- How many searches for your keywords happen per month
- What is your keywords’ difficulty, that is how likely it is that people will look for it. The bigger the difficulty, the less chances there are of users’ finding your app.
- Survey your potential users: The most direct approach of validating your idea is often the most efficient: ask your potential users what they think of it. You can survey them using:
- Reddit and subReddits such as /startups or /apps where you can ask members for their honest feedback on your idea. Reddit is a thriving online community with millions of members and is a great statistical sample for a survey.
- Social media such as Facebook and Twitter pages
App Business Model: Market Fit And Generating Revenue
After validating your idea’s viability and merit, the two next steps to take would be analyzing the idea’s market fit and potential sources of revenue.
Analyze Your App Idea’s Market Fit
Your business needs a good idea of how the monetization model and features of your app will be welcomed by your target audience.
Understanding the app idea’s market fit means to comprehend your potential users behavior – specifically if they would choose your app over any other similar app.
This is where value proposition comes into play. And your app’s features are the characteristics of your value proposition.
To determine your application idea’s market fit:
- Create a spreadsheet containing your app’s features
- Do the same for several apps which you identify as the main competition to compare their features against yours
- Your feature columns should be worded so that each entry for each app can specify the degree to which that app satisfies that feature
- Include the column for your app and competitors’ business models
This process should result in figuring out:
- Differentiator features – that is, features that your competitors do not have and your app does and
- Gap features – the ones your competitors have, but your app doesn’t
When marketing your mobile application idea, communicate your differentiator features to your potential users. Also, try to improve your application idea by adding the gap features you lack. Their absence might affect your app’s rating in the app store.
Identify Your Revenue Channels
One can argue that the quality of an app idea only becomes apparent if you start making money from it.
While revenue is not the only indicator of the app’s worth, it is a valid factor for you, a creator and investor. Your app can generate revenue using these channels:
- In-app ads or sponsored content shown to users
- Paid app with a fixed download price
- Selling physical goods if your app is of eCommerce type
- In-app purchases through the selling of digital services in the app
- Referral/affiliate revenue by referring other businesses to your users
With market fit strategy and monetization model in place, you should reach out to your potential users asking them which app would they download – yours or existing ones by your competitors.
By analyzing how your idea stacks up to the competition, you can validate whether your target users value your idea enough to choose it over the competition.
How To Protect An App Idea?
The final step before proceeding to the next stage – the actual development of your app – is to ensure your application idea, app’s future content and brand elements are protected.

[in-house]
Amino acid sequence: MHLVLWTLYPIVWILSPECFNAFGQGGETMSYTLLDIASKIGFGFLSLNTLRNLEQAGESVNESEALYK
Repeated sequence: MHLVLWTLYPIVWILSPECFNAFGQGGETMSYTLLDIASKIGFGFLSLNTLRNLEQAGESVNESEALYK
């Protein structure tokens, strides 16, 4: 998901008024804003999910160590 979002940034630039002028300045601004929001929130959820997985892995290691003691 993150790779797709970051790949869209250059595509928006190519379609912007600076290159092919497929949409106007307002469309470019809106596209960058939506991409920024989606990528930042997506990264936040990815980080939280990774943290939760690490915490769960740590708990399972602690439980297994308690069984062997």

Here are four efficient ways to protect your app before it’s even out.
- Use Non-Disclosure Agreements: Non-disclosure agreements ensure that, when you share your information with another party, the information remains confidential. Basically, it protects your application idea from being shared or abused by others.
- Choose professional relationships carefully: Working with reputable individuals or businesses is a no-brainer. Because you will likely have to outsource the specialists for developing your app, make sure you research all third party outside help carefully by reading user testimonials, reviews and anything else that implies their reputation and integrity.
- Be careful and selective with who you share your idea with: It is often necessary to pitch your mobile application idea to clients, developers and other parties, but try to conceal as much as possible and share your idea sparingly. The more you reveal about your idea, the more likely it is someone may steal it.
- Trademark your app’s name and logo: Since you can patent the final product, but not the idea itself, a great alternative is trademarking your app’s name, logo and other brand elements. According to the law, trademark protects the source, meaning your app’s branding will be used to identify your business with the app when it’s published.
Takeaways On Generating App Ideas
Having a clear idea for your mobile app is merely the first step on a long journey of making your app a profitable reality – but it’s a crucial step that may determine the fate of all others.
When coming up for an app idea for your business, it’s vital to:
- Have a clear overview of potential category or categories in which your app could fit
- Define your target audience and its pain points
- Identify the market gap and your idea’s differentiator features
- Follow industry trends and predict future developments
- Look to always outdo your competitor’s strategy
- Validate your idea’s market fit and overall worth
- Protect your mobile application idea by means of NDA and trademarking
In the next series of articles on how to build your profitable mobile app, we will show you how to gauge your app idea’s business potential.